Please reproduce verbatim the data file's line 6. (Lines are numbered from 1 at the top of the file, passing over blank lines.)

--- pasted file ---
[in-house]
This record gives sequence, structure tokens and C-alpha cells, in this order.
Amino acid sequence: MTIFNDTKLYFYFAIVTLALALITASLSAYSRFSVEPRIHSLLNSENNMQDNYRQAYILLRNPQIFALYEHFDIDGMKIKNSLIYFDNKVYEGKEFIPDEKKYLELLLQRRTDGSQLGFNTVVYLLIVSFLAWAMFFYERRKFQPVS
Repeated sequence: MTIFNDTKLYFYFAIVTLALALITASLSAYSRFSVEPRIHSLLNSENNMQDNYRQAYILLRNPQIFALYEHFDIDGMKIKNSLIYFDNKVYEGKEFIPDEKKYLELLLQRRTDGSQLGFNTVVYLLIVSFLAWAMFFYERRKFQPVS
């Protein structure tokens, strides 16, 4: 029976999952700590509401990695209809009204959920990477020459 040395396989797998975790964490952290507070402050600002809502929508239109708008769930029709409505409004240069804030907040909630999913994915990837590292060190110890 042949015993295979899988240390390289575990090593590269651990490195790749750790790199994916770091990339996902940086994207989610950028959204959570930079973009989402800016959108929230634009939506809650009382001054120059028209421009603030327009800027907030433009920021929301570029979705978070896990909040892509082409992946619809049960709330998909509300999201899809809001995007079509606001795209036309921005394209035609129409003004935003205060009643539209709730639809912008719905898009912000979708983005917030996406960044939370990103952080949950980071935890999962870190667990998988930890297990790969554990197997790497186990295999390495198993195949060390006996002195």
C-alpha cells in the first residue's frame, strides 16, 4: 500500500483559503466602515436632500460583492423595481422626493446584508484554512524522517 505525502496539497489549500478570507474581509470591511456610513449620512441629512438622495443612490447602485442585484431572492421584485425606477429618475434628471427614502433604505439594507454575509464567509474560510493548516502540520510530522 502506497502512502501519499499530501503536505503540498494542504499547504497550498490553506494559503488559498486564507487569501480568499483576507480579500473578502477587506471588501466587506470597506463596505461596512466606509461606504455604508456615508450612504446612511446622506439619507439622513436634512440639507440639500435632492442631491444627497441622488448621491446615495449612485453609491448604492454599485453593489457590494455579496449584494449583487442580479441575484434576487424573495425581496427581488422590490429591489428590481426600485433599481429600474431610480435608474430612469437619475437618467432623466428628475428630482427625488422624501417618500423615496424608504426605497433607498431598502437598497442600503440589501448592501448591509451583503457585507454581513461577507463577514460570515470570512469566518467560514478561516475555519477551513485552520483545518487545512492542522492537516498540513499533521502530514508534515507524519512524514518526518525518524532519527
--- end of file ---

C-alpha cells in the first residue's frame, strides 16, 4: 500500500483559503466602515436632500460583492423595481422626493446584508484554512524522517 505525502496539497489549500478570507474581509470591511456610513449620512441629512438622495443612490447602485442585484431572492421584485425606477429618475434628471427614502433604505439594507454575509464567509474560510493548516502540520510530522 502506497502512502501519499499530501503536505503540498494542504499547504497550498490553506494559503488559498486564507487569501480568499483576507480579500473578502477587506471588501466587506470597506463596505461596512466606509461606504455604508456615508450612504446612511446622506439619507439622513436634512440639507440639500435632492442631491444627497441622488448621491446615495449612485453609491448604492454599485453593489457590494455579496449584494449583487442580479441575484434576487424573495425581496427581488422590490429591489428590481426600485433599481429600474431610480435608474430612469437619475437618467432623466428628475428630482427625488422624501417618500423615496424608504426605497433607498431598502437598497442600503440589501448592501448591509451583503457585507454581513461577507463577514460570515470570512469566518467560514478561516475555519477551513485552520483545518487545512492542522492537516498540513499533521502530514508534515507524519512524514518526518525518524532519527